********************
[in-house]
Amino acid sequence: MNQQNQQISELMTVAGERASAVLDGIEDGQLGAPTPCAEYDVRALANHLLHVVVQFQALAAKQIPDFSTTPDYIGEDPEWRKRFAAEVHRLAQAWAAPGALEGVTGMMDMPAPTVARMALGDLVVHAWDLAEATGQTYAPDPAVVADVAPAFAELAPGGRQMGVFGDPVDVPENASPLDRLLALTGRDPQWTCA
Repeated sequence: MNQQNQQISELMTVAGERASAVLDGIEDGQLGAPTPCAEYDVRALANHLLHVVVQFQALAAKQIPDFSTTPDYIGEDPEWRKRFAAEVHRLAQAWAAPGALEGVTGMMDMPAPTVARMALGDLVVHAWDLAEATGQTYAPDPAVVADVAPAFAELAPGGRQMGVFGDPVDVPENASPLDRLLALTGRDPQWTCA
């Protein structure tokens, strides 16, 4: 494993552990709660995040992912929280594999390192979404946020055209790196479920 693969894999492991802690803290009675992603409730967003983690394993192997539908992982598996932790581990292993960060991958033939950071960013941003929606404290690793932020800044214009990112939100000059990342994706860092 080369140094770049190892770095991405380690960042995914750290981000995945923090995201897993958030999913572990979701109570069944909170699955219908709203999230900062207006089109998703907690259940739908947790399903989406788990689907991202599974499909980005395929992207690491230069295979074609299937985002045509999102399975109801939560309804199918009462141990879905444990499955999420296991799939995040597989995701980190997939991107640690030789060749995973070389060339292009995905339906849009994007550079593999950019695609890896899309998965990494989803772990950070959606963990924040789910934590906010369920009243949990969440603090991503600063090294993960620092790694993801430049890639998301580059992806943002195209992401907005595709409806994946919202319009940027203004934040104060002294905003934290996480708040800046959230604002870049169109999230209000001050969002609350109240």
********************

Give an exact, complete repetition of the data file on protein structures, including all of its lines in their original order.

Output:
[in-house]
Amino acid sequence: MNQQNQQISELMTVAGERASAVLDGIEDGQLGAPTPCAEYDVRALANHLLHVVVQFQALAAKQIPDFSTTPDYIGEDPEWRKRFAAEVHRLAQAWAAPGALEGVTGMMDMPAPTVARMALGDLVVHAWDLAEATGQTYAPDPAVVADVAPAFAELAPGGRQMGVFGDPVDVPENASPLDRLLALTGRDPQWTCA
Repeated sequence: MNQQNQQISELMTVAGERASAVLDGIEDGQLGAPTPCAEYDVRALANHLLHVVVQFQALAAKQIPDFSTTPDYIGEDPEWRKRFAAEVHRLAQAWAAPGALEGVTGMMDMPAPTVARMALGDLVVHAWDLAEATGQTYAPDPAVVADVAPAFAELAPGGRQMGVFGDPVDVPENASPLDRLLALTGRDPQWTCA
């Protein structure tokens, strides 16, 4: 494993552990709660995040992912929280594999390192979404946020055209790196479920 693969894999492991802690803290009675992603409730967003983690394993192997539908992982598996932790581990292993960060991958033939950071960013941003929606404290690793932020800044214009990112939100000059990342994706860092 080369140094770049190892770095991405380690960042995914750290981000995945923090995201897993958030999913572990979701109570069944909170699955219908709203999230900062207006089109998703907690259940739908947790399903989406788990689907991202599974499909980005395929992207690491230069295979074609299937985002045509999102399975109801939560309804199918009462141990879905444990499955999420296991799939995040597989995701980190997939991107640690030789060749995973070389060339292009995905339906849009994007550079593999950019695609890896899309998965990494989803772990950070959606963990924040789910934590906010369920009243949990969440603090991503600063090294993960620092790694993801430049890639998301580059992806943002195209992401907005595709409806994946919202319009940027203004934040104060002294905003934290996480708040800046959230604002870049169109999230209000001050969002609350109240």